800 South Gulfview Blvd., Clearwater, Florida 33767
On Florida's Central Gulf Coast, Clearwater Point is a Settled, Partly Age-Restricted Condominium Community with Floor to Ceiling Windows in Some Units, Amazing Water Views, a Private Beach and More
Nestled on Clearwater Beach's southeastern tip on Florida's mid-Gulf Coast, Clearwater Point is nearly surrounded by the Intracoastal Waterway and the Gulf of Mexico. This is an established condominium community, built in the 1970s and 1980s, and it is partly for people younger than 55 and partly for people age 55 and better.
The development consists of nine buildings, with four nine-story towers and five three-story surrounding ones. The exteriors are pastel yellow or other light color. Only two of the buildings are age-restricted.
Nearly all floorplans include two bedrooms and two bathrooms with about 1,000 square feet to 1,600 square feet. Every unit has a small balcony or porch. Most of the homes have been updated and may have electric hurricane shutters, a kitchen counter bar, surround sound, a Murphy bed, recessed lighting, granite countertops and more. More than half of the units have unrestricted views of the water and marinas, and many homes have floor to ceiling windows.
Parking spaces are available for residents and guests. Grassy patches dotted with palm trees are interspersed between the buildings and parking spaces.
Prices begin in the high-$400,000s. The monthly HOA fee is in the high-$500s to mid-$700s and helps pay for amenities and common area maintenance.
Clearwater Point has three swimming pools, a hot tub, a private beach, and courts for tennis or shuffleboard. Sand Key Park is just across the Gulf Boulevard bridge and has beach cabanas and large bathhouses. Birders may be able to catch glimpses of herons, spoonbills, and moorhens.
To the north, Caladesi State Park has a marina and a three-mile kayak trail. Clearwater Beach's Pier 60, a 1,080-foot fishing pier and park, celebrates the sunset with entertainment from 6 to 9 PM. Across the causeway, Clearwater's Ruth Eckerd Hall offers a full season of performing arts. The city's Cleveland Street District has an abundance of restaurants and boutiques.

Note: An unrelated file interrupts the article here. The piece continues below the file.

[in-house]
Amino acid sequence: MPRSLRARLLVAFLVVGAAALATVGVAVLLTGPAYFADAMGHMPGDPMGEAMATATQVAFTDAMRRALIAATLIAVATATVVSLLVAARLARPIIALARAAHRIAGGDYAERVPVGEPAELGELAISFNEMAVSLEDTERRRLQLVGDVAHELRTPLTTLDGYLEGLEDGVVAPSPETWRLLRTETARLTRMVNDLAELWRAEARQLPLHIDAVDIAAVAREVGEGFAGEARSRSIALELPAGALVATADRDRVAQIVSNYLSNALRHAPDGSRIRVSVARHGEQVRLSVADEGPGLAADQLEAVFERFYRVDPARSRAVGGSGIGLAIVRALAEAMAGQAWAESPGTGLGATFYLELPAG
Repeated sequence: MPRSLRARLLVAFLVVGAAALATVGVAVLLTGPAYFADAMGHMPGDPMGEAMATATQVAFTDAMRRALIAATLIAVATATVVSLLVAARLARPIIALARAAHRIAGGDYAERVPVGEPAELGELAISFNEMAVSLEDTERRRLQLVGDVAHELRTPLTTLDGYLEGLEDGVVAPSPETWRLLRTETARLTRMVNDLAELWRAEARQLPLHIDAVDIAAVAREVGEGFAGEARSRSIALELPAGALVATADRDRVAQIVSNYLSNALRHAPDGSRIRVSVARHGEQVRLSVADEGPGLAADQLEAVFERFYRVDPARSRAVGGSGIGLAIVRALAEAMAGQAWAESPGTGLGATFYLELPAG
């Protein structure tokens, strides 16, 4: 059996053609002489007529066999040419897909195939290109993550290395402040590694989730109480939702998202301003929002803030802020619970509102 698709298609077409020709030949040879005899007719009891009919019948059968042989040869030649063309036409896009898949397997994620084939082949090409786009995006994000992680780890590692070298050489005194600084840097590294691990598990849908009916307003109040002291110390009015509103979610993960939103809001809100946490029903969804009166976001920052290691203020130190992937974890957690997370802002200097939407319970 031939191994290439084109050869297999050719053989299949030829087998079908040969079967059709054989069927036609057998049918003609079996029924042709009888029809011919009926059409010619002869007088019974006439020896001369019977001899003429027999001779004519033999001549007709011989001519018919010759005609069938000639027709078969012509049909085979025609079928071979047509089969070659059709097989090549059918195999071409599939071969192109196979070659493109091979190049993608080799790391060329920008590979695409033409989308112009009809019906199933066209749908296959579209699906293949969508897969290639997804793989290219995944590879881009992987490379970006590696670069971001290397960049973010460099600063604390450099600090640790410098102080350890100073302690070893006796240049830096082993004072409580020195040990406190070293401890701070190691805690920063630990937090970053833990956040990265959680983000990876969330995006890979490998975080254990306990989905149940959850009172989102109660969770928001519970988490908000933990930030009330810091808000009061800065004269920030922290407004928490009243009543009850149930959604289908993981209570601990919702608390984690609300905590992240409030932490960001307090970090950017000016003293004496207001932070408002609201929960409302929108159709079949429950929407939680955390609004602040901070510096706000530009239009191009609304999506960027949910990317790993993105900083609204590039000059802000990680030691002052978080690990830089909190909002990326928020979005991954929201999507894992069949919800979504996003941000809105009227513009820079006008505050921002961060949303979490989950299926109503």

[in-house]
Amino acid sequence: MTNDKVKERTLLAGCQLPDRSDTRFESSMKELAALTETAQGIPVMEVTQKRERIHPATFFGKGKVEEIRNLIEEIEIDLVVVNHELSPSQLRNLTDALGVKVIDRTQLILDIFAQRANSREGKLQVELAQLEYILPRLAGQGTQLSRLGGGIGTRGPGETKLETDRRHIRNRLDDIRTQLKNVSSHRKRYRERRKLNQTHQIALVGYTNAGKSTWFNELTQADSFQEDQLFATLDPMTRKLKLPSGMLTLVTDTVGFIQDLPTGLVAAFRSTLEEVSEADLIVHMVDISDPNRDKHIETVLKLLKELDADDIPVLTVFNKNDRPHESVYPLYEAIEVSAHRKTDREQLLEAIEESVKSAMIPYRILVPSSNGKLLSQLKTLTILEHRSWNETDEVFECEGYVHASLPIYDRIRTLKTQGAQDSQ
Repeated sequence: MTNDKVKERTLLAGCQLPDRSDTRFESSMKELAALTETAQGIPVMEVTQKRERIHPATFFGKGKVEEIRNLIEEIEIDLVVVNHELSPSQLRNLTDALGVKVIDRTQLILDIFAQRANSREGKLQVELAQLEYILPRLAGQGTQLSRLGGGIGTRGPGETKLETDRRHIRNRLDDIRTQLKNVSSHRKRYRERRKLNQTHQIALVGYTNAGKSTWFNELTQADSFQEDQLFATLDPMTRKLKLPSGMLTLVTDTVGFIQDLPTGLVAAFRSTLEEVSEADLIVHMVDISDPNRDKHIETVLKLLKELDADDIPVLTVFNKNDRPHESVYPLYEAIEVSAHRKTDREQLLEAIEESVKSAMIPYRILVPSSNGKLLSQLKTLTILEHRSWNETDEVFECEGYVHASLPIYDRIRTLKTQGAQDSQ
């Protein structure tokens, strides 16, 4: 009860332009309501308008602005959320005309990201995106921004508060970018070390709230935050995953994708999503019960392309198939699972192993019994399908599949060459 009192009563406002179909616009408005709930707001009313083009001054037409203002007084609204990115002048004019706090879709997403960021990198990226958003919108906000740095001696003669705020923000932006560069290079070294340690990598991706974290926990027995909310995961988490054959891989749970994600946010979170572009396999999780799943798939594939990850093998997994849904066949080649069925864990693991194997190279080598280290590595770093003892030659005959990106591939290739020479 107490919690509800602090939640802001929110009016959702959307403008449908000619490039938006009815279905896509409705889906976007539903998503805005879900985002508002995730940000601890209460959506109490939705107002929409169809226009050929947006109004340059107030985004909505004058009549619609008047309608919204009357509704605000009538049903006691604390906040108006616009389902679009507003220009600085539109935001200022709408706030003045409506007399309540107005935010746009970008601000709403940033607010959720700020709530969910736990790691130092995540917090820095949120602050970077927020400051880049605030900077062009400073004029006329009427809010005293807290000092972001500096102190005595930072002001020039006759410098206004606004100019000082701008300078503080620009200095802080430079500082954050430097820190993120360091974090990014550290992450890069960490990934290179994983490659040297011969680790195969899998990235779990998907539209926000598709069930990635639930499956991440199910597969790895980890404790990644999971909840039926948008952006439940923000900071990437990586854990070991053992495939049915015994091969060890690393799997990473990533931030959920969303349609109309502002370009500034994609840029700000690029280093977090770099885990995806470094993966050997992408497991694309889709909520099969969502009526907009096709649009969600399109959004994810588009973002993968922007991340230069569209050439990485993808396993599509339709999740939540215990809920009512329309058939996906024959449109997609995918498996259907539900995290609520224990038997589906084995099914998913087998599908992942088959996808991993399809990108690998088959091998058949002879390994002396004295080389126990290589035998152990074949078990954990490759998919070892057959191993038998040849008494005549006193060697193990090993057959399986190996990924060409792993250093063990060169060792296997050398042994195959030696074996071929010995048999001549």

Morton Plant Hospital is accredited by the Joint Commission.
The climate is typical of Florida. Summer temperatures reach into the 90s, and winter temperatures are in the 50s and 60s. The area receives 50 inches of rain per year, on average.
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Sticking out into Hurricane Alley, Florida was a land no nation seemed to want. Ruled successively by Spain, France, England, and the Confederate States of America, the state had a backwater reputation. Other than St. Augustine and Pensacola, there were few cities. The area was rural and populated by frontier farmers.
In the late-1800s, changes came when railroads began chugging down both coasts. Industrialist Henry Flagler's Florida Easy Coast Railway even made it all the way to Key West. The Great Florida Land Boom, the build-up to World War II, and the space industry also helped turn Florida into one of the nation's most populous states. In 1900, there were about 500,000 residents. Today, there are more than 20 million, almost 351 people per square mile.
Why do people keep coming? Tourism marketing is one reason. Annually, millions visit Orlando's theme parks and the state's 663 miles of white sand beaches. Taxes generated by the billion dollar vacation industry allow Florida to prosper without a personal income tax. Budget-sensitive retirees have flocked to its cities and shorelines.
If you can ignore the hurricanes, the state's climate is relatively mild. Only five other states are sunnier. Florida's system of state universities and community colleges is sizable, and its big cities are meccas for culture and the arts. Sarasota is a good example. Its Ringling Museum Complex contains internationally known art museum, a circus museum, an historic theater, and a 66-acre garden. Museums near Orlando range from a Zora Neale Hurston gallery to a Madame Tussauds.
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